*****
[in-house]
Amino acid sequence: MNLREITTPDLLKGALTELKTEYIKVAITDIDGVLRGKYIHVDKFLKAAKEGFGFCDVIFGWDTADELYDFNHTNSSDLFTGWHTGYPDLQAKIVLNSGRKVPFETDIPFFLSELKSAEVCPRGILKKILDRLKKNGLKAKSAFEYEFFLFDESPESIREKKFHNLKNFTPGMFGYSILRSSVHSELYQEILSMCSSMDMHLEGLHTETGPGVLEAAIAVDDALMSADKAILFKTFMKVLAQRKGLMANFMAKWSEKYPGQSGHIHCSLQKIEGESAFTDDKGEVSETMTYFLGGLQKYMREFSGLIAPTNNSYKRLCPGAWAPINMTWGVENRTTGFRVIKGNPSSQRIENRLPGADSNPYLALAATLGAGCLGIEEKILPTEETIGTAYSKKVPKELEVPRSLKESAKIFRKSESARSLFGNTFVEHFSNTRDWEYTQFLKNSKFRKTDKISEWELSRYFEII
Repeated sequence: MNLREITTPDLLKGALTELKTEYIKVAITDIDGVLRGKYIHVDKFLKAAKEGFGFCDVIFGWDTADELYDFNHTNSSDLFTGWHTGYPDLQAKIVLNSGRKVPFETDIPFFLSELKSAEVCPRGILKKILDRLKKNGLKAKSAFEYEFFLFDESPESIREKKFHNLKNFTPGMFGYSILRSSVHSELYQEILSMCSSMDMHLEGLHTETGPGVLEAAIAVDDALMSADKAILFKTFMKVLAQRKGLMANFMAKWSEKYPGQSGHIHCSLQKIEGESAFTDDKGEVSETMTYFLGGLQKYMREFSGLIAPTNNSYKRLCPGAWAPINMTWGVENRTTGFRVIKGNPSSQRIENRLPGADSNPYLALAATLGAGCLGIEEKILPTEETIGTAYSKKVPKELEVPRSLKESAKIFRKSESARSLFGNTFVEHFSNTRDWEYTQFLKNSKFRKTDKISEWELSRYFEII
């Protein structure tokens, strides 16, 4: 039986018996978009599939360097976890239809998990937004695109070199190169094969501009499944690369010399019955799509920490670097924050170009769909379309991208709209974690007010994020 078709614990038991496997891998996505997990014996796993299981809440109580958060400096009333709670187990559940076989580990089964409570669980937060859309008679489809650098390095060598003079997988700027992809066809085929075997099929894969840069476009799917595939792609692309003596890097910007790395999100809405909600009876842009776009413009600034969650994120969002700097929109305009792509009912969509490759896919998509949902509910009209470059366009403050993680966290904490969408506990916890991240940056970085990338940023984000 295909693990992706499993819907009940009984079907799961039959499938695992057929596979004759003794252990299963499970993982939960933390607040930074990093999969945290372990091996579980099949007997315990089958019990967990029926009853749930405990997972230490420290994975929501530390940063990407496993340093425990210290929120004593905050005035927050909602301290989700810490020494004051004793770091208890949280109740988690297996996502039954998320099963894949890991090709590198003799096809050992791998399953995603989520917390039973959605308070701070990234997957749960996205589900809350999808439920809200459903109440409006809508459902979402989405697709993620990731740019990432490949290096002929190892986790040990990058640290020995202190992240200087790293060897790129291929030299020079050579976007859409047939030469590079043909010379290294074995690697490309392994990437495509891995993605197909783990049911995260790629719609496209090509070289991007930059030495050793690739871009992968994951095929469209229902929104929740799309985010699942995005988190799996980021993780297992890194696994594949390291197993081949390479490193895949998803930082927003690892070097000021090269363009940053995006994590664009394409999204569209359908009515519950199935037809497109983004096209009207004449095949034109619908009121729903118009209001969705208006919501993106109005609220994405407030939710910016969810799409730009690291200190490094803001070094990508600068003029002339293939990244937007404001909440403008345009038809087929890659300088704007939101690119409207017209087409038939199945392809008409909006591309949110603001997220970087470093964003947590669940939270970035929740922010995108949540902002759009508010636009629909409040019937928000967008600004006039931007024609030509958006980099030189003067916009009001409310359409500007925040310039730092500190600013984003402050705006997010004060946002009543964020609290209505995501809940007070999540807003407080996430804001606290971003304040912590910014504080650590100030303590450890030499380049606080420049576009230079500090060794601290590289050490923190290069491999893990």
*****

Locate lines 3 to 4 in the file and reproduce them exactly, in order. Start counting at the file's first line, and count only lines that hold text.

Repeated sequence: MNLREITTPDLLKGALTELKTEYIKVAITDIDGVLRGKYIHVDKFLKAAKEGFGFCDVIFGWDTADELYDFNHTNSSDLFTGWHTGYPDLQAKIVLNSGRKVPFETDIPFFLSELKSAEVCPRGILKKILDRLKKNGLKAKSAFEYEFFLFDESPESIREKKFHNLKNFTPGMFGYSILRSSVHSELYQEILSMCSSMDMHLEGLHTETGPGVLEAAIAVDDALMSADKAILFKTFMKVLAQRKGLMANFMAKWSEKYPGQSGHIHCSLQKIEGESAFTDDKGEVSETMTYFLGGLQKYMREFSGLIAPTNNSYKRLCPGAWAPINMTWGVENRTTGFRVIKGNPSSQRIENRLPGADSNPYLALAATLGAGCLGIEEKILPTEETIGTAYSKKVPKELEVPRSLKESAKIFRKSESARSLFGNTFVEHFSNTRDWEYTQFLKNSKFRKTDKISEWELSRYFEII
């Protein structure tokens, strides 16, 4: 039986018996978009599939360097976890239809998990937004695109070199190169094969501009499944690369010399019955799509920490670097924050170009769909379309991208709209974690007010994020 078709614990038991496997891998996505997990014996796993299981809440109580958060400096009333709670187990559940076989580990089964409570669980937060859309008679489809650098390095060598003079997988700027992809066809085929075997099929894969840069476009799917595939792609692309003596890097910007790395999100809405909600009876842009776009413009600034969650994120969002700097929109305009792509009912969509490759896919998509949902509910009209470059366009403050993680966290904490969408506990916890991240940056970085990338940023984000 295909693990992706499993819907009940009984079907799961039959499938695992057929596979004759003794252990299963499970993982939960933390607040930074990093999969945290372990091996579980099949007997315990089958019990967990029926009853749930405990997972230490420290994975929501530390940063990407496993340093425990210290929120004593905050005035927050909602301290989700810490020494004051004793770091208890949280109740988690297996996502039954998320099963894949890991090709590198003799096809050992791998399953995603989520917390039973959605308070701070990234997957749960996205589900809350999808439920809200459903109440409006809508459902979402989405697709993620990731740019990432490949290096002929190892986790040990990058640290020995202190992240200087790293060897790129291929030299020079050579976007859409047939030469590079043909010379290294074995690697490309392994990437495509891995993605197909783990049911995260790629719609496209090509070289991007930059030495050793690739871009992968994951095929469209229902929104929740799309985010699942995005988190799996980021993780297992890194696994594949390291197993081949390479490193895949998803930082927003690892070097000021090269363009940053995006994590664009394409999204569209359908009515519950199935037809497109983004096209009207004449095949034109619908009121729903118009209001969705208006919501993106109005609220994405407030939710910016969810799409730009690291200190490094803001070094990508600068003029002339293939990244937007404001909440403008345009038809087929890659300088704007939101690119409207017209087409038939199945392809008409909006591309949110603001997220970087470093964003947590669940939270970035929740922010995108949540902002759009508010636009629909409040019937928000967008600004006039931007024609030509958006980099030189003067916009009001409310359409500007925040310039730092500190600013984003402050705006997010004060946002009543964020609290209505995501809940007070999540807003407080996430804001606290971003304040912590910014504080650590100030303590450890030499380049606080420049576009230079500090060794601290590289050490923190290069491999893990």